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Saturday, 30 October 2010

Uganda Local Government

This Blog entry was written by Doris Kahuura an undergraduate student lawyer and daughter of our friend Victoria who is Director of Education in Kabarole (Fort Portal)


 Currently Uganda has 111 districts with a couple of districts that have been tabled as new ones.
The local government operates under the principle of decentralization. This means that the central government passes on some of its powers to the local government. Some of the powers passed on to the local government include catering for education in the various districts, health services, planning of the towns, sanitation and so on. This passing on of powers is meant to enhance good governance and the principles of democracy. However this well intended law is yet again overlooked and misused as many laws in Uganda have been.

The local government has the power to make local laws (byelaws) and to enforce their implementation. This includes the making of local policy and regulating the delivery of services. Such services include education, sanitation and security. However these laws must be consistent with the constitution and any other laws that have been passed by parliament. So a bye-law proposed by the district or any other level of the local government cannot be passed if it fails this test. This legislative power is orderly. It must be forwarded to the minister and later certified incase of  inconsistencies. The minister with advice of the Attorney General is to return the ordinance within 90 days with his comments. A similar process is undertaken at the lower local governments.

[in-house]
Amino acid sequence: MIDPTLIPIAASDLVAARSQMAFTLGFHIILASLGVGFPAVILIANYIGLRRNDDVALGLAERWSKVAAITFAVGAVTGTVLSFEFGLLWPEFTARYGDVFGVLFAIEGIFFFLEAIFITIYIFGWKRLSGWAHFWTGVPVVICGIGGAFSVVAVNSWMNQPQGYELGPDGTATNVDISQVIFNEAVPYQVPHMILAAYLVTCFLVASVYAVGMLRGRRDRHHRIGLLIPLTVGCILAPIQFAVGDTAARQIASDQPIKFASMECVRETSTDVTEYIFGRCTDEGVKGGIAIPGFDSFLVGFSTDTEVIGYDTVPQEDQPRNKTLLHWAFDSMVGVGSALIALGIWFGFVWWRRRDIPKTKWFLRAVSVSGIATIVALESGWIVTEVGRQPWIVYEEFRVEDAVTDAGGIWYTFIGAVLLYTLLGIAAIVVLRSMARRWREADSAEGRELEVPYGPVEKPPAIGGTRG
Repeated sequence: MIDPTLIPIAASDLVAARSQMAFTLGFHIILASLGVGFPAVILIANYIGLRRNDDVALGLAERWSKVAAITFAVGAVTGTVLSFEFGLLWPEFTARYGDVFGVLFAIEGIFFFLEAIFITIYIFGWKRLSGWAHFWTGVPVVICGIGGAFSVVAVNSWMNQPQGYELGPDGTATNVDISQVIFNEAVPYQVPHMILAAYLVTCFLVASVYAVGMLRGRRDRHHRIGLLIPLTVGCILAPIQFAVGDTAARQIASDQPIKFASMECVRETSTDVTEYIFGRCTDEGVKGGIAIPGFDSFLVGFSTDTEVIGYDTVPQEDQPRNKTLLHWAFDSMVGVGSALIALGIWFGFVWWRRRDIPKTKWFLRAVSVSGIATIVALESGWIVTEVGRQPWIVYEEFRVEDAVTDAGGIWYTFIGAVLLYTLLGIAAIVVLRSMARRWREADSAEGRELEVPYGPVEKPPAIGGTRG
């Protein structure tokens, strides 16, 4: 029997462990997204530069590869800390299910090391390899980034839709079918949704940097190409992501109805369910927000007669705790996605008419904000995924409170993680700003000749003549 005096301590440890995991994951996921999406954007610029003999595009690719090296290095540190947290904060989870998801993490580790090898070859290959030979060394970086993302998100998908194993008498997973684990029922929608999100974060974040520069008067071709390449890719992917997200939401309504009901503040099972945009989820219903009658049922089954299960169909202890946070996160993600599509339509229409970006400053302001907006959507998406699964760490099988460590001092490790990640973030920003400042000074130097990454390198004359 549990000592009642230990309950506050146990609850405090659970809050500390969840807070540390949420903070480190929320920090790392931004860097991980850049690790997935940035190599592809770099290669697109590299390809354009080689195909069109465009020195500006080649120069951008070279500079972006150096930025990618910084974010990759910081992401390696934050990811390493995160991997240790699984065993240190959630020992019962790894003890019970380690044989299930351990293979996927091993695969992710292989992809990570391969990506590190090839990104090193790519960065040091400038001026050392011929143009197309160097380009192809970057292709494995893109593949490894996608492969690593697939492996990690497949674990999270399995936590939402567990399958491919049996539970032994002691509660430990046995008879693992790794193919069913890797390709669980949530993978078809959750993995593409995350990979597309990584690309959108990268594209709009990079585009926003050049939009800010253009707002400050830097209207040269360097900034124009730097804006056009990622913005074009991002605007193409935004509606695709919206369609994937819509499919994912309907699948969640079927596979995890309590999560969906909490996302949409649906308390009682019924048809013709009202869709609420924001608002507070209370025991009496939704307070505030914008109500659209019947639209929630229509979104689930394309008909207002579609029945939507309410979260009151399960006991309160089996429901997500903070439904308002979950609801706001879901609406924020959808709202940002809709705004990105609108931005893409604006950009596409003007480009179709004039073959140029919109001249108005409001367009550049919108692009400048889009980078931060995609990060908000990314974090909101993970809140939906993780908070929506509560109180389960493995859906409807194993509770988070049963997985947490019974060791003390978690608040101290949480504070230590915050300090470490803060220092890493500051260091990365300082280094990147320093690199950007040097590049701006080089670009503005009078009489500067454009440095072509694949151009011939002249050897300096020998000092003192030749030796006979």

Andrew with the elected leader at Kagoma 2004

Local government also has the authority to formulate development plans based on locally determined priorities. The administrative unit councils serve as the political units to advise on the planning and implementation of services. For instance it oversees the construction of roads and all other developments made have to go through the local government for approval.
The local governments also assist in the resolution of disputes, monitoring and the delivery of services and assist in the maintenance of law and order and security.
Finally it has the power to receive, raise, manage and allocate revenue through the approval and execution of its own budgets. Under the Constitution and the Local Government Act the local government is to have a local government finance commission which is to consist of seven members appointed by the president. Their duty is to advise the president on all matters concerning the distribution of revenue between the government (central government) and the local governments, consider and recommend to the president the potential sources of revenue, advise the local governments on the appropriate tax levels to be levied and perform other functions as the parliament may prescribe.

Written by Kahuura Doris Rusoke

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